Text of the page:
First, there was the practical damage caused by the sheer fact of “too frequent changes in the Mass,” as Heenan states in his 1967 intervention at the Synod of Bishops in Rome. All that parishioners wanted, as he would later write, was “to be left in peace to worship God in the way [they] know and love.” Pope Benedict XVI has often lamented that more attention was not given to the uprooting, disorienting, and disruptive effect of the abrupt and radical changes in the Church’s liturgical law following the Council. St. Thomas Aquinas himself sharply cautioned against changing law — any law — even when some improvement is possible, unless there is some “urgent necessity” or “substantial and obvious benefit,” since “the mere fact of change in law itself can be adverse to the public welfare” and lessen the “restraining power” of the law. We need not rehearse the well-known statistics about plummeting Mass attendance and vocations following Vatican II to note a connection.

A related question concerns the popular reception of the changes among the faithful. Heenan once told Waugh, “The vast majority (my priests tell me) enjoys the English in the Mass.” Yet there is ample testament supporting the contrary claim as well. It was hardly the case that the police needed to be called to Catholic churches each Sunday “to hold back the hordes of lapsed Catholics whose faith had been rekindled at the prospect of saying the Confiteor in English,” as Michael Davies sardonically quipped in Pope Paul’s New Mass. Waugh wrote to Heenan, “Literally every day I get letters from distressed laymen who think I might speak for them”; “Please tell [your fellow bishops] how much distress they cause”; “Please pray for…many English Catholics who are distressed and bewildered by the changes imposed on them.”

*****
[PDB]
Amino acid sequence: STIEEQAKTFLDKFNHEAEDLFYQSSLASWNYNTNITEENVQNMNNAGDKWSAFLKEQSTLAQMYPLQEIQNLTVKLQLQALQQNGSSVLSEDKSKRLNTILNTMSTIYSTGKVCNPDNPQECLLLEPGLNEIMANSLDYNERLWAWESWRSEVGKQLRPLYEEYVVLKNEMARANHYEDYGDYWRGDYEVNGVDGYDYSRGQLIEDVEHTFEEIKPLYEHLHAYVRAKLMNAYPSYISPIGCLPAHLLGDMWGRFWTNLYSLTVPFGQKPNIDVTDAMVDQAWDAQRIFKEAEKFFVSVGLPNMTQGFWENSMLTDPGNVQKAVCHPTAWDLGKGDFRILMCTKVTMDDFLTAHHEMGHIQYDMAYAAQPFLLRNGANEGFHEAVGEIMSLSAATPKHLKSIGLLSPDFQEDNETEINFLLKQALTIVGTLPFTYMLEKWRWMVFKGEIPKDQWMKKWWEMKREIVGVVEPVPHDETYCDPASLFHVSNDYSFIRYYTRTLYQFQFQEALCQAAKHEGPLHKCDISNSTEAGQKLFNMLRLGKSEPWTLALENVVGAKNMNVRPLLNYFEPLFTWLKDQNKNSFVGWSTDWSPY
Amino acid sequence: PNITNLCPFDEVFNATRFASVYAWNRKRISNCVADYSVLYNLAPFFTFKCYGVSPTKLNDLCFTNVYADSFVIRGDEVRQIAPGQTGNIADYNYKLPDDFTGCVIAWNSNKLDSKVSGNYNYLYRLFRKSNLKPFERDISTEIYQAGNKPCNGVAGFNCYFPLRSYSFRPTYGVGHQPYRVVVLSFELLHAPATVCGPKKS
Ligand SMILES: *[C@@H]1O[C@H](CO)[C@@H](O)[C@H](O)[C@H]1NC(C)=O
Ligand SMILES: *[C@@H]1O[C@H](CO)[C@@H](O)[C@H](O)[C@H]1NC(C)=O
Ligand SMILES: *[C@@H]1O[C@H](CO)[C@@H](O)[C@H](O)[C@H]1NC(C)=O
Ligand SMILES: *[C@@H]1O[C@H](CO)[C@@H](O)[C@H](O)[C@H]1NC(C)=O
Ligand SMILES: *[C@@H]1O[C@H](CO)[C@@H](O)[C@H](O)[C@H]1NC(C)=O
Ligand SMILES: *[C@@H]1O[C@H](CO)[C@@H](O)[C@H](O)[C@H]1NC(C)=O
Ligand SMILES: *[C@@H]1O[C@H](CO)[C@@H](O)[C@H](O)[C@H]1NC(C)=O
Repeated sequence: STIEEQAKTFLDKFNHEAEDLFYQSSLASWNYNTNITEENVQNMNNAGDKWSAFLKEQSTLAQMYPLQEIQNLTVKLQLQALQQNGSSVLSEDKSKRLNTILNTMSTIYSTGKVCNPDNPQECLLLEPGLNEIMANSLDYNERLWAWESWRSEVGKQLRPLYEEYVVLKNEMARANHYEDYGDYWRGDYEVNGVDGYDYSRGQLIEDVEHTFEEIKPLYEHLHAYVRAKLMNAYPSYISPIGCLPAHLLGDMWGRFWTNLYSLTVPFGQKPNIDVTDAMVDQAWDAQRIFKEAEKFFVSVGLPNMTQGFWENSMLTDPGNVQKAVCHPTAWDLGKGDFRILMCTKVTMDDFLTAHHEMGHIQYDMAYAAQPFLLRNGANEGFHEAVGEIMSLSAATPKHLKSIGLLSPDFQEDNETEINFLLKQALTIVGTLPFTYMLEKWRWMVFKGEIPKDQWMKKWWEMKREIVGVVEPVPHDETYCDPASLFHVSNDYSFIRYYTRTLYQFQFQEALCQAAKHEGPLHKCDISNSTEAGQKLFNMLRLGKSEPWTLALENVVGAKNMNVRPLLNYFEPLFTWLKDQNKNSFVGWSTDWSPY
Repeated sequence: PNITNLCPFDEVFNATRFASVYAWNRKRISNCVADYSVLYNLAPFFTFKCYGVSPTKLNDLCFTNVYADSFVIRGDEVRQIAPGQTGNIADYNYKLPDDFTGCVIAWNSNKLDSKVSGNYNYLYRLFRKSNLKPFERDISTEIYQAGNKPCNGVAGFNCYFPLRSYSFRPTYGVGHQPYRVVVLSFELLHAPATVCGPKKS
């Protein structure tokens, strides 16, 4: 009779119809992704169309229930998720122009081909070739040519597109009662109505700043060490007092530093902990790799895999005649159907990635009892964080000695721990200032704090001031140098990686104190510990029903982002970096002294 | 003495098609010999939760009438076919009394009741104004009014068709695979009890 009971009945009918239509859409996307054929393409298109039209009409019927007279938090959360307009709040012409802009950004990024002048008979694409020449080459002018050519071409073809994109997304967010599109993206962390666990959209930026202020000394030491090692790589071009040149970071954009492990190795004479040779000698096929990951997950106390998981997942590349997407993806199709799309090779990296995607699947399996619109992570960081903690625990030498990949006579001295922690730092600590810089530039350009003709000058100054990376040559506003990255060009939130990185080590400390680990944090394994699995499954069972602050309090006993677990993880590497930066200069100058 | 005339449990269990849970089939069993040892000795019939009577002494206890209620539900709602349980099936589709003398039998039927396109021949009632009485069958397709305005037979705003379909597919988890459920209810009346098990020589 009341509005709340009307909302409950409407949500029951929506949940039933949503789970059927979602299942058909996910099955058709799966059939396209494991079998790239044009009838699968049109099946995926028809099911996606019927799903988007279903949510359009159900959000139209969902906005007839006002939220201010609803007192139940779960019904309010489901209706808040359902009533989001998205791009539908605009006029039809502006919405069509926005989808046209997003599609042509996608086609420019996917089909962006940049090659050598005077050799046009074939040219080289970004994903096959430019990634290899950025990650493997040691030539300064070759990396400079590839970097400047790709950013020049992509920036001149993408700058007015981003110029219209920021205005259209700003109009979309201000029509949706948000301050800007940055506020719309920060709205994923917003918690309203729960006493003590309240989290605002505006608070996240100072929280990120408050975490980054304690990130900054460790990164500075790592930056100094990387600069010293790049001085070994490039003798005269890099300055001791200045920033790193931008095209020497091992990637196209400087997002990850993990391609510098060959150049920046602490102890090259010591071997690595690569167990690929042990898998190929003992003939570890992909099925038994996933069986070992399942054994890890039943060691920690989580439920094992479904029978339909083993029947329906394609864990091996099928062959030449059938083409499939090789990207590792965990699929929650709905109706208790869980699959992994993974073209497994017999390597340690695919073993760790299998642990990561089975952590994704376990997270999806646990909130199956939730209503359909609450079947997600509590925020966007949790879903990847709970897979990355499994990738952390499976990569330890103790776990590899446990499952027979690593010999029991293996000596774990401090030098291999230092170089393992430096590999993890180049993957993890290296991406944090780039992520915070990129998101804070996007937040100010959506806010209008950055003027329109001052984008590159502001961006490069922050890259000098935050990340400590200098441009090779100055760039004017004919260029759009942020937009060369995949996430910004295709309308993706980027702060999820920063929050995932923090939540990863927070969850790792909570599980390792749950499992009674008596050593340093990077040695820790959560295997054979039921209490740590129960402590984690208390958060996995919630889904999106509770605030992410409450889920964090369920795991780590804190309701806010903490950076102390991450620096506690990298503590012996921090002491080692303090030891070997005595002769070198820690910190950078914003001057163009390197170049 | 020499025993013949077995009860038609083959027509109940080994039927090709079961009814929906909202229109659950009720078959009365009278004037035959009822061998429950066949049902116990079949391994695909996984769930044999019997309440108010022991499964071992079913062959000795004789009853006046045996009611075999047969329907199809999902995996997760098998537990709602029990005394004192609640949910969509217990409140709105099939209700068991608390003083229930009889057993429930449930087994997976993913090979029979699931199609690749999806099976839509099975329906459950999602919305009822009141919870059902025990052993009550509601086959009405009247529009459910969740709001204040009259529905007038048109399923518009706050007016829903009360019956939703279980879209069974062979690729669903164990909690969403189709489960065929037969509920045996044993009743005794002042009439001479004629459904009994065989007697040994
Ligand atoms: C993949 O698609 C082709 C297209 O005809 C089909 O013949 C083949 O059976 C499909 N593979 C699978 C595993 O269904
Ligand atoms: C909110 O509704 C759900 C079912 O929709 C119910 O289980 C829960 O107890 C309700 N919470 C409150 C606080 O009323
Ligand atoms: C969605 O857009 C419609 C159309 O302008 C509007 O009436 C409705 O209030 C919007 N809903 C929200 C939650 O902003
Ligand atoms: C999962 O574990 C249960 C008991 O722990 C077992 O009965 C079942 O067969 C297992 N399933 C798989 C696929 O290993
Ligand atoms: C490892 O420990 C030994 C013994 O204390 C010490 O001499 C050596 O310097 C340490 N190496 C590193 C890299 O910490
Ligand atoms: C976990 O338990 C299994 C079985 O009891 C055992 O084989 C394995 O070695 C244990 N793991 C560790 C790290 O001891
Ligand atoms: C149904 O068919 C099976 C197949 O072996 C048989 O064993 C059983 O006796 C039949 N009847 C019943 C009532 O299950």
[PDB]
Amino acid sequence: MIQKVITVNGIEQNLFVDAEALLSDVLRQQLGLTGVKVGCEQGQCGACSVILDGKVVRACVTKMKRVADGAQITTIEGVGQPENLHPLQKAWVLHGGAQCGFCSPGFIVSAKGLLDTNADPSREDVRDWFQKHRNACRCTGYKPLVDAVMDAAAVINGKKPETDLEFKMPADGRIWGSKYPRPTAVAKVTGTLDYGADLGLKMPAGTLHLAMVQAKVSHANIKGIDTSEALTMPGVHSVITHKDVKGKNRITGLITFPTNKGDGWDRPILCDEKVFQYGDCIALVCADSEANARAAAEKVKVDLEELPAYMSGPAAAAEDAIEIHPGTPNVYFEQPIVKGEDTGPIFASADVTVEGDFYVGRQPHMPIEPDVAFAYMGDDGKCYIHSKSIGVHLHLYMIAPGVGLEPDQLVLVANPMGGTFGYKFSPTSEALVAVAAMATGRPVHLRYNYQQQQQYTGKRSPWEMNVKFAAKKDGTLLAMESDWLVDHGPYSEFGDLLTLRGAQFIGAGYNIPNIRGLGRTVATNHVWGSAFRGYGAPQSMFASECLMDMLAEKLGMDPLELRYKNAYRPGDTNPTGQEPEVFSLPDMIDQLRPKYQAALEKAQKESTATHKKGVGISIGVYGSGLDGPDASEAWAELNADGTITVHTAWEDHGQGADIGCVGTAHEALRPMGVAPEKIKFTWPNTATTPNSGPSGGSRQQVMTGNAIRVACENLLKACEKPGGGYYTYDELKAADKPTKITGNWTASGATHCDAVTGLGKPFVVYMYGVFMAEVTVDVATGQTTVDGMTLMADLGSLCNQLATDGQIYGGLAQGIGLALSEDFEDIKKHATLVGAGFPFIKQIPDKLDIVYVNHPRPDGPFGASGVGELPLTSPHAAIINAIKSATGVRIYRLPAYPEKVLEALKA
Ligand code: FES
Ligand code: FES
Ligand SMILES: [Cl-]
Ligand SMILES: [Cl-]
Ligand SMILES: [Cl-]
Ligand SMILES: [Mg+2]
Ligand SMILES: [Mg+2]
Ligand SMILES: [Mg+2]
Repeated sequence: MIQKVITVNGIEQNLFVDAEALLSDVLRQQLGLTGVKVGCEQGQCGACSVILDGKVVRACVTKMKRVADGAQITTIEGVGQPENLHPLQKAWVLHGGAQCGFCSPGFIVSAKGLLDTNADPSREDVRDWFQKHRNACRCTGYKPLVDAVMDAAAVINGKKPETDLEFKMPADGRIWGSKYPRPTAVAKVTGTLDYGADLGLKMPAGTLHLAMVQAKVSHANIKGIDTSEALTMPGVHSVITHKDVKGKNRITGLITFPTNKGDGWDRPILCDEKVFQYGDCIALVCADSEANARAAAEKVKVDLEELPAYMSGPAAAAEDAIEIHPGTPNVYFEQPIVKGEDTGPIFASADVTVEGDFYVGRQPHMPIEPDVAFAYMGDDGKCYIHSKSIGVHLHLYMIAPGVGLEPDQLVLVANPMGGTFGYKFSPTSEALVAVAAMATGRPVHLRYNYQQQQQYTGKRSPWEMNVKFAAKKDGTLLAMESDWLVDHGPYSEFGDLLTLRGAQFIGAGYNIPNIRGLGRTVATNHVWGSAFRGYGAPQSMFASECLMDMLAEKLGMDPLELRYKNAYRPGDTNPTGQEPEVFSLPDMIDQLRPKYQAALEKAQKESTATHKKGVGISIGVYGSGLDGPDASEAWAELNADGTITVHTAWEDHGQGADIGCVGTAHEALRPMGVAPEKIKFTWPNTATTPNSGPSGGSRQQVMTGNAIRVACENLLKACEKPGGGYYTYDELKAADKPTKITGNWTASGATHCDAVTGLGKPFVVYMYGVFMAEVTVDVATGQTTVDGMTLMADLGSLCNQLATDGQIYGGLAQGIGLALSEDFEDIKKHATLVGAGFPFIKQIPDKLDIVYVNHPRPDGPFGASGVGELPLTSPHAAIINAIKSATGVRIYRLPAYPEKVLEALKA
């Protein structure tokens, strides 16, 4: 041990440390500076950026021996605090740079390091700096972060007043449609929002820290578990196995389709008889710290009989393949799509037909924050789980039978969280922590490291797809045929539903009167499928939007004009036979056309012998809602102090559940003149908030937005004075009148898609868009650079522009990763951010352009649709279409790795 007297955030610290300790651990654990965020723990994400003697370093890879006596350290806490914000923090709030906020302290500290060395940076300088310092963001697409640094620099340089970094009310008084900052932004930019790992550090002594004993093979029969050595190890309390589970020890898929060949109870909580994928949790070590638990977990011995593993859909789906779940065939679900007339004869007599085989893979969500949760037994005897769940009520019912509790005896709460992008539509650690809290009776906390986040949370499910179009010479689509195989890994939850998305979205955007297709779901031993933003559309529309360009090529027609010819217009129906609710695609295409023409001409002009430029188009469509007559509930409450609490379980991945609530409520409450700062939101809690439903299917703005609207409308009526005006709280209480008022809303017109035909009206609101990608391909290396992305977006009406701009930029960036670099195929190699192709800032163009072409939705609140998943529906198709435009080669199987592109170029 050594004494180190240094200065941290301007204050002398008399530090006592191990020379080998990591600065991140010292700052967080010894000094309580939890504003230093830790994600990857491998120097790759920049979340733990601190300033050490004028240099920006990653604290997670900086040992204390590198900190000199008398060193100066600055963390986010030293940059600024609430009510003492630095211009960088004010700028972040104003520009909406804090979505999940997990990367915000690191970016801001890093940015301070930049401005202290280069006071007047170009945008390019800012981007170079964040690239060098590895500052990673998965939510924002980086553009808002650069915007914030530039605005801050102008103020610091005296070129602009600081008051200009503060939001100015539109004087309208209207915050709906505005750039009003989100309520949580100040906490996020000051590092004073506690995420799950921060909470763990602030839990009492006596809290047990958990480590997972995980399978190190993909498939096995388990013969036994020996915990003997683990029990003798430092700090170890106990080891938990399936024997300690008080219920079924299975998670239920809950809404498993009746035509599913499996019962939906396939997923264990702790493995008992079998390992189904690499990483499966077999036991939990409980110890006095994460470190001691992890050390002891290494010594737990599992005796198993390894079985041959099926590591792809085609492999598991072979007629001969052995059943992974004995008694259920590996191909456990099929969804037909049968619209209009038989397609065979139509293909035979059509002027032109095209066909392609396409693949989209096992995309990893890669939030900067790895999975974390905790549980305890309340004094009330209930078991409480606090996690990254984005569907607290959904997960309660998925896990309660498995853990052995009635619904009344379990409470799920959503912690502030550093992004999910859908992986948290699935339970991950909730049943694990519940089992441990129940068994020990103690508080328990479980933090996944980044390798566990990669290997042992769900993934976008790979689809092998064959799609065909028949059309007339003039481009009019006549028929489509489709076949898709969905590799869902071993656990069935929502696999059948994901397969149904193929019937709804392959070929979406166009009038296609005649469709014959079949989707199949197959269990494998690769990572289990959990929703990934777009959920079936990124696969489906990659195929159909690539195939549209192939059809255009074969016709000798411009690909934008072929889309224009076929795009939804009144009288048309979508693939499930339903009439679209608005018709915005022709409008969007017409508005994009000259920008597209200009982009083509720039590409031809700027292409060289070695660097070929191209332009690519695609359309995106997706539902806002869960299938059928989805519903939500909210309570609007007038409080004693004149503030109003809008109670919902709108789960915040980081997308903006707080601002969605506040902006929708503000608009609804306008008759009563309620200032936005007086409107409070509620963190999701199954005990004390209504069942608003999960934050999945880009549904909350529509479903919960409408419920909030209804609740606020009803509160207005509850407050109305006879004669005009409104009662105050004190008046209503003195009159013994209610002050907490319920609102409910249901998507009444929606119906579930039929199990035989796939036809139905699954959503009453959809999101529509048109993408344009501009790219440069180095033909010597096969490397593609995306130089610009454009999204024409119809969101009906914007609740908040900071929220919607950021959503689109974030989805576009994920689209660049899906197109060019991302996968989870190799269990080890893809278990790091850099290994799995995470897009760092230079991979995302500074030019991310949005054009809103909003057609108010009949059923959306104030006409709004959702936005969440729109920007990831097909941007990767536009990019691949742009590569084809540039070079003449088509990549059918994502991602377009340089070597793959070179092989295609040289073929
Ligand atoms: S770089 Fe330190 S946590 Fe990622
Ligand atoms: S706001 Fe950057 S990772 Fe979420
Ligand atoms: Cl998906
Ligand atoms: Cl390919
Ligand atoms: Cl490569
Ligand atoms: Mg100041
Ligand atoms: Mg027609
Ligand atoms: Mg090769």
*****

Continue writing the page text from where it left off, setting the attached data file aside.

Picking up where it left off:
Heenan himself admitted to his fellow bishops in Rome, “If we were to offer [in England] the kind of ceremony we saw yesterday in the Sistine Chapel (a demonstration of the Normative Mass) we would soon be left with a congregation of mostly women and children.” In a 1967 pastoral letter he wrote, “Bishop after bishop in the Synod rose to complain that his people are thoroughly tired of the constant changes.” In the same letter, two years before Pope Paul’s promulgation of the Novus Ordo, he confessed, “I hope…that this will be the last change for a long time.” Then, two years later, when announcing the forthcoming implementation of the newly promulgated Novus Ordo, he declared to his flock, remarkably, “Your Sunday Mass, however, will not be changed again in your lifetime.” How could he have foreseen the removal of tabernacles and altar rails, the elimination of Gregorian chant and ad orientem liturgies, and the introduction of altar girls, lay Eucharistic ministers, and Communion in the hand, which all still lay ahead! He had not our benefit of hindsight.